Experts want compulsory driver training to cut rise in accidents


By Tabora Bojang

As road traffic deaths continue to rise in the country, experts in the transport sector are lobbying government to take much greater action and impose mandatory driver training for any new class of drivers to lesson accidents.

Several driver trainers and supervisors, who spoke to The Standard maintained that road traffic injuries are now becoming a leading killer of young people and highlighted the need for strong policies and enforcement to save many avoidable casualties.


Although there are several factors which result in road accidents, unofficial statistics show that over 80 percent of road traffic accidents are caused by human errors.

Amadou Jallow, a veteran driving inspector at Safety’s Way Driving School, said “too many lives are lost needlessly” on the country’s roads, 85 percent of which are avoidable if the driver involved knows what to do.

Jallow, who is one of the security trainers on UN Standard Driving, continued that there is no excuse for inaction hence the government should partner driving schools and impose rules which will oblige that everyone driving in the country go through driving schools.

Asked if the problem is not also exacerbated by underage unlicensed drivers, Jallow replied: “For me it is not about age but the attitude. If we do not change our attitude, the accidents would continue to spike amid the syndrome of ‘I don’t care or I own my vehicle’.”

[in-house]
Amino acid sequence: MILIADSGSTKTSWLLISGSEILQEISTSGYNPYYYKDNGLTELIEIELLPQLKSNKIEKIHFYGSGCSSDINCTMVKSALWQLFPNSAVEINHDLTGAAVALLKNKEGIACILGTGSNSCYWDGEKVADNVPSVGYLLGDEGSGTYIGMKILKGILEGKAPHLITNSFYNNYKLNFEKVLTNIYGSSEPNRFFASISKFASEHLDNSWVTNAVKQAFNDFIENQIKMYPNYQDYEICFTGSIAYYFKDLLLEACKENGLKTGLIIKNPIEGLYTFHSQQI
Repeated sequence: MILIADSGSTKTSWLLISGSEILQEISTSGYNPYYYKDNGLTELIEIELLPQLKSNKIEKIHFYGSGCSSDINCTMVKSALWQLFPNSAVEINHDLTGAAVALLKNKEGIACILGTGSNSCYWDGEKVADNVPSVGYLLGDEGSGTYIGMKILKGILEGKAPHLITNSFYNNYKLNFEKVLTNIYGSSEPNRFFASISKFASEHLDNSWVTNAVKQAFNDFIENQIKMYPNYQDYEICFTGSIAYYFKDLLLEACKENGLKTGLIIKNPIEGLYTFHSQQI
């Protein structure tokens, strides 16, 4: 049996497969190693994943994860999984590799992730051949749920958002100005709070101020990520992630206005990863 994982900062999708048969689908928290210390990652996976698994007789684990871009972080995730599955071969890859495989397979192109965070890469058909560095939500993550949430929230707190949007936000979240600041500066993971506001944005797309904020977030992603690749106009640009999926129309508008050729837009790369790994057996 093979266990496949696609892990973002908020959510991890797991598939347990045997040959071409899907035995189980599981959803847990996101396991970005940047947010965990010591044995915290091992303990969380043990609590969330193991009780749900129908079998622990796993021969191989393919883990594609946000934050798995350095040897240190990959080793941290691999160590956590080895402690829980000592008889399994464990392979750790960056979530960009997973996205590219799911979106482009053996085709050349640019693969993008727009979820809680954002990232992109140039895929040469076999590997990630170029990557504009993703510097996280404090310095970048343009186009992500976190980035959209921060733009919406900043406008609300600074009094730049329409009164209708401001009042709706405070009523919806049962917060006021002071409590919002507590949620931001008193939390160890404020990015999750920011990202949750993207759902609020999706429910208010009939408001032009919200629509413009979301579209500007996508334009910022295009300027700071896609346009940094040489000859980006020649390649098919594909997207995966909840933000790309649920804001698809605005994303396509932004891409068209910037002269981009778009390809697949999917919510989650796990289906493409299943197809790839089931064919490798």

Modou Lamin Badjie, the head of administration at Front Star Driving School, said road accidents in the country are becoming alarming and have unfortunately not been given the required attention.

“The government should step in and partner with the driving schools or even subvent them to ensure they train would-be drivers at low costs to ensure everyone driving in the country goes to a driving school before using the highways.”

Abdoulie Badjie, chief inspector of police and principal testing officer, said Gambians should do away with conventional methods of driving and make use of training schools to curb the menace of road accidents.

“It is true that there is a high number of road accidents and in fact most of these road accidents are only caused by people who are able to move a vehicle but are not competent to be drivers. They just go and pick somebody who does not even know the code signs or the basics of driving to train them to drive and that is risky.”

Responding to these recommendations, the permanent secretary at the transport, Mod Ceesay said the ministry’s doors are open to engagement with all the stakeholders in the transport sector and advised the stakeholders to formally engage the ministry over the recommendations.

“I cannot state our position, the recommendations have to be formally submitted and we look into them to see how we could further explore the possibilities.”

The Police Traffic commissioner, Lamin King Colley said majority of road accidents in the country are as a result of lack of respect for traffic regulations.  “The factors that lead to the accidents in this country are not about documentation but over speeding, dangerous and reckless driving. In fact, most of the people driving here have documents and are above the age but the issue is over speeding, they never respect the traffic signs.”

Colley added that the other best short cut to curb traffic accidents is to ensure there are speed bumps on all roads as is the case with the Barra- Amdalai road.  “It has been year or more since we had accidents on that road because of the humps,” he said.